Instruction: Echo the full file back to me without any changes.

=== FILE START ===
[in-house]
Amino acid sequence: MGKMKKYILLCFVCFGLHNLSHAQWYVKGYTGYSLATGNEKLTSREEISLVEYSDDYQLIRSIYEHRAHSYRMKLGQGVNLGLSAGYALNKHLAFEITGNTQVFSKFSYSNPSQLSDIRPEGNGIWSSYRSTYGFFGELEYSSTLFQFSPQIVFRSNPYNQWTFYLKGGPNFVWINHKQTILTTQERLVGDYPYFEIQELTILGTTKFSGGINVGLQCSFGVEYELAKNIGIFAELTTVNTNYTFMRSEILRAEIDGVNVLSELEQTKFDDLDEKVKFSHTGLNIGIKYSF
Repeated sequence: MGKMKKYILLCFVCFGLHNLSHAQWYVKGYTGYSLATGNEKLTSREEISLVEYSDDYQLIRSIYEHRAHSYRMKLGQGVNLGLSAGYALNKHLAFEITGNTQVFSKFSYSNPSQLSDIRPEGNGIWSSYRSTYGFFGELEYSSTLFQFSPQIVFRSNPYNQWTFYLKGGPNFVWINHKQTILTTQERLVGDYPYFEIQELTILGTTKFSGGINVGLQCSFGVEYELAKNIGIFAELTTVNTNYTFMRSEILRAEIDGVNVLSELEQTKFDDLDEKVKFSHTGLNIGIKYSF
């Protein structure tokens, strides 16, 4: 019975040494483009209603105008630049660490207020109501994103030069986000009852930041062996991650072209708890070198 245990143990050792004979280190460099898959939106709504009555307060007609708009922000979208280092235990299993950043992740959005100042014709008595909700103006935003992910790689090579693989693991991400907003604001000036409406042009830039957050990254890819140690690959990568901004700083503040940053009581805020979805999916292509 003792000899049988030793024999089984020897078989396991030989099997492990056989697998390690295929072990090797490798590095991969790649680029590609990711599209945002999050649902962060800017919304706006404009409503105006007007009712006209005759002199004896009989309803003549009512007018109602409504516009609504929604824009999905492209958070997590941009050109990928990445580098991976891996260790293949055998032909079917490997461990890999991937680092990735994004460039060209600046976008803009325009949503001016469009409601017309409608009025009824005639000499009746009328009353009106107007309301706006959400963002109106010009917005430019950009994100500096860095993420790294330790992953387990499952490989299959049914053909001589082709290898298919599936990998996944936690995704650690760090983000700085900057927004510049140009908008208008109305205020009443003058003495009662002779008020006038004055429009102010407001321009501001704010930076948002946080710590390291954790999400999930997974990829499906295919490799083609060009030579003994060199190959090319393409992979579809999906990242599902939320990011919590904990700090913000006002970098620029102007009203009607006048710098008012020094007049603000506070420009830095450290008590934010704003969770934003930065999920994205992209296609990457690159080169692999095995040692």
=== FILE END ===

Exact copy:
[in-house]
Amino acid sequence: MGKMKKYILLCFVCFGLHNLSHAQWYVKGYTGYSLATGNEKLTSREEISLVEYSDDYQLIRSIYEHRAHSYRMKLGQGVNLGLSAGYALNKHLAFEITGNTQVFSKFSYSNPSQLSDIRPEGNGIWSSYRSTYGFFGELEYSSTLFQFSPQIVFRSNPYNQWTFYLKGGPNFVWINHKQTILTTQERLVGDYPYFEIQELTILGTTKFSGGINVGLQCSFGVEYELAKNIGIFAELTTVNTNYTFMRSEILRAEIDGVNVLSELEQTKFDDLDEKVKFSHTGLNIGIKYSF
Repeated sequence: MGKMKKYILLCFVCFGLHNLSHAQWYVKGYTGYSLATGNEKLTSREEISLVEYSDDYQLIRSIYEHRAHSYRMKLGQGVNLGLSAGYALNKHLAFEITGNTQVFSKFSYSNPSQLSDIRPEGNGIWSSYRSTYGFFGELEYSSTLFQFSPQIVFRSNPYNQWTFYLKGGPNFVWINHKQTILTTQERLVGDYPYFEIQELTILGTTKFSGGINVGLQCSFGVEYELAKNIGIFAELTTVNTNYTFMRSEILRAEIDGVNVLSELEQTKFDDLDEKVKFSHTGLNIGIKYSF
């Protein structure tokens, strides 16, 4: 019975040494483009209603105008630049660490207020109501994103030069986000009852930041062996991650072209708890070198 245990143990050792004979280190460099898959939106709504009555307060007609708009922000979208280092235990299993950043992740959005100042014709008595909700103006935003992910790689090579693989693991991400907003604001000036409406042009830039957050990254890819140690690959990568901004700083503040940053009581805020979805999916292509 003792000899049988030793024999089984020897078989396991030989099997492990056989697998390690295929072990090797490798590095991969790649680029590609990711599209945002999050649902962060800017919304706006404009409503105006007007009712006209005759002199004896009989309803003549009512007018109602409504516009609504929604824009999905492209958070997590941009050109990928990445580098991976891996260790293949055998032909079917490997461990890999991937680092990735994004460039060209600046976008803009325009949503001016469009409601017309409608009025009824005639000499009746009328009353009106107007309301706006959400963002109106010009917005430019950009994100500096860095993420790294330790992953387990499952490989299959049914053909001589082709290898298919599936990998996944936690995704650690760090983000700085900057927004510049140009908008208008109305205020009443003058003495009662002779008020006038004055429009102010407001321009501001704010930076948002946080710590390291954790999400999930997974990829499906295919490799083609060009030579003994060199190959090319393409992979579809999906990242599902939320990011919590904990700090913000006002970098620029102007009203009607006048710098008012020094007049603000506070420009830095450290008590934010704003969770934003930065999920994205992209296609990457690159080169692999095995040692």